Testicular torsion means that your testicle has rotated in the scrotum. This can wind up the spermatic cord, cutting off blood supply, nerve function, and sperm transport to your scrotum.
Symptoms of testicular torsion include:
- severe scrotum pain
- swelling of the testicle
- lower abdominal pain
- feeling nauseous
- feeling like the testicle is out of place
- urinating more than usual
Several things can cause testicular torsion, including:
- injury to the scrotum
- exercising too long or hard
- being exposed to cold temperatures
- free movement of the testicle in the scrotum caused by a genetic condition
Your doctor can treat testicular torsion by moving the testicle by hand. Some cases might require surgery to untwist the spermatic cord.
Orchitis refers to a swollen or inflamed testicle. Like epididymitis, orchitis often results from an infection caused by an STI.
Orchitis symptoms include:
- testicular pain and tenderness
- a swollen testicle
- feeling nauseous
Both bacterial and viral infections can cause orchitis. A combination of antibiotics or antiviral medication, along with nonsteroidal anti-inflammatory drugs or cold packs can help reduce discomfort and pain. Orchitis usually disappears in 7-10 days.
Hypogonadism happens when your body doesn’t make enough testosterone. It can result from a testicular issue or because your brain doesn’t properly stimulate hormone production.
You can be born with this condition. It can also happen due to an injury, infection, or other condition that affects testosterone production.
Symptoms of hypogonadism vary depending on age:
- In infants. The genitals might not be clearly male, or both sets of genitals might be present.
- In teenagers. Symptoms may include:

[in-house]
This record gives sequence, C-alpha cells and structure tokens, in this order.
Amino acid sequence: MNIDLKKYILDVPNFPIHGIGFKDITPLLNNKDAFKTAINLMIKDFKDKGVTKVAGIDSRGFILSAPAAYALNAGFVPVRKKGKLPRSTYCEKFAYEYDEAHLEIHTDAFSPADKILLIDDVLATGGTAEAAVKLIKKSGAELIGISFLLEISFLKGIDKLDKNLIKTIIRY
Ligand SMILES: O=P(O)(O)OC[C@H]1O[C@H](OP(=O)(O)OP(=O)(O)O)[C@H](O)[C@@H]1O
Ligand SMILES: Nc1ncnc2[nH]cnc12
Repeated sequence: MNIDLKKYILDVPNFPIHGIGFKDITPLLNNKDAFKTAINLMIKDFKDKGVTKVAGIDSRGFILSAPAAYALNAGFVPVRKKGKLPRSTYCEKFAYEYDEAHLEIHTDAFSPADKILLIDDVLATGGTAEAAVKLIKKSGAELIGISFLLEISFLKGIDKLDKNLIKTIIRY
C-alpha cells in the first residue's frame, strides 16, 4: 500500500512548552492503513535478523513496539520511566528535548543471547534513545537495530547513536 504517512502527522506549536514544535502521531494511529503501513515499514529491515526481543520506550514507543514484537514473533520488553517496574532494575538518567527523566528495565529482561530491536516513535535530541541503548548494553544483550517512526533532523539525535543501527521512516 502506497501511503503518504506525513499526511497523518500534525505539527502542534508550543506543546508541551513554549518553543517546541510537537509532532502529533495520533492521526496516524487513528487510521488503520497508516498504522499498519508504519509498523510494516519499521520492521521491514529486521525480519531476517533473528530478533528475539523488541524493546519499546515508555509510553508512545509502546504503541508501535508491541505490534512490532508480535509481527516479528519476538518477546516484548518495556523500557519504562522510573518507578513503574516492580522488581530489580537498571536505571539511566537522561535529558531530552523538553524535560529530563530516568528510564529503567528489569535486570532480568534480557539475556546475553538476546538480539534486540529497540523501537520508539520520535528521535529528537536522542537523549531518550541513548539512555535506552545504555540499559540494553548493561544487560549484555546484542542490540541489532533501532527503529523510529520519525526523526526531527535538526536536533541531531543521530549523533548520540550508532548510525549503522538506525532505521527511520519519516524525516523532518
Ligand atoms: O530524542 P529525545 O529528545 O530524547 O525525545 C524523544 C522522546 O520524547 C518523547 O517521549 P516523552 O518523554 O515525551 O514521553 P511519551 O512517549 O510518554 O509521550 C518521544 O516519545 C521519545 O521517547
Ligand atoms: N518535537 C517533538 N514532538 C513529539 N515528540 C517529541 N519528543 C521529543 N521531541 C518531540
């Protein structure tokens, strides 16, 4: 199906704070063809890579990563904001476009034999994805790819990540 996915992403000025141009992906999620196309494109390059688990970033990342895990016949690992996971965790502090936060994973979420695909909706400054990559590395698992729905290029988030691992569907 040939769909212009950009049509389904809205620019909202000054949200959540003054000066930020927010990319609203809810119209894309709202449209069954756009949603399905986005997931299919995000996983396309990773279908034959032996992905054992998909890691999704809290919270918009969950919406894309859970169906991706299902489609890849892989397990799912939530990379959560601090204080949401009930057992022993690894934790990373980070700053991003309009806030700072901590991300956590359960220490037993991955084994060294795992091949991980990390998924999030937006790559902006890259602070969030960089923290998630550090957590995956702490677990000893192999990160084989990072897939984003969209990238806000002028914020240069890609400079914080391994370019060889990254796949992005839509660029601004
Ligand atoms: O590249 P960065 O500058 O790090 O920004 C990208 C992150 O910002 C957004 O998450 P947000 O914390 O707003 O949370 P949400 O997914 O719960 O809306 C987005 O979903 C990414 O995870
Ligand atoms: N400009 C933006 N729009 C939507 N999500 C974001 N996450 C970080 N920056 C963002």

- a lack of muscle development
- little body hair growth
- no voice deepening
- unusual arm and leg growth relative to the rest of the body
- In adults. Symptoms may include:
- a lack of fertility
- loss of body hair
- growth of breast tissue
- loss of bone density
- an inability to get an erection
Hypogonadism is usually treated with hormone replacement therapy. It’s aimed at either the brain or testes, depending on the source of low testosterone production.
Testicular cancer happens when cancerous cells multiply within the tissue of your testicles. It commonly starts in the tubular testicle structures that help produce sperm.
The cause of testicular cancer isn’t always clear.
Symptoms of testicular cancer can include:
- a lump in your testicle
- feeling heaviness in your scrotum
- fluids in your scrotum
- testicular pain
- abdominal or back pain
- swollen or tender breast tissue
Sometimes, your doctor can surgically remove the affected tissue. In other cases, you may need to have an entire testicle removed. Radiation therapy or chemotherapy can also help destroy cancer cells.
See your doctor if you notice any of the following symptoms in one or both of your testes:
- long-term pain that’s either dull or sharp
- a sensation of heaviness
Other symptoms of a problem with the testes include:
- feeling sick
- throwing up
- abnormal abdominal or back pain
- having to pee frequently
- abnormal growth of breast tissue
Try the following to keep your scrotum in good health:
Do a monthly testicular self-exam
Roll each testicle around in your scrotum using your fingers. Check for lumps and swollen or tender areas.
Take a shower or bath every day to keep your entire genital area clean. This reduces your risk of infections that can cause other complications. Keep your penis and scrotal area dry after bathing. Moisture trapped in the area can quickly become a breeding ground for bacteria.
Wear loose, comfortable clothing
Try to avoid wearing tight underwear and pants. Allow your scrotum to hang naturally from your body to help keep the scrotal temperature low and prevent injury.
Wear protection when you have sex
Wear a condom when doing any kind of sexual activity involving your penis. This helps to prevent sexually transmitted diseases that affect your scrotum and testicles.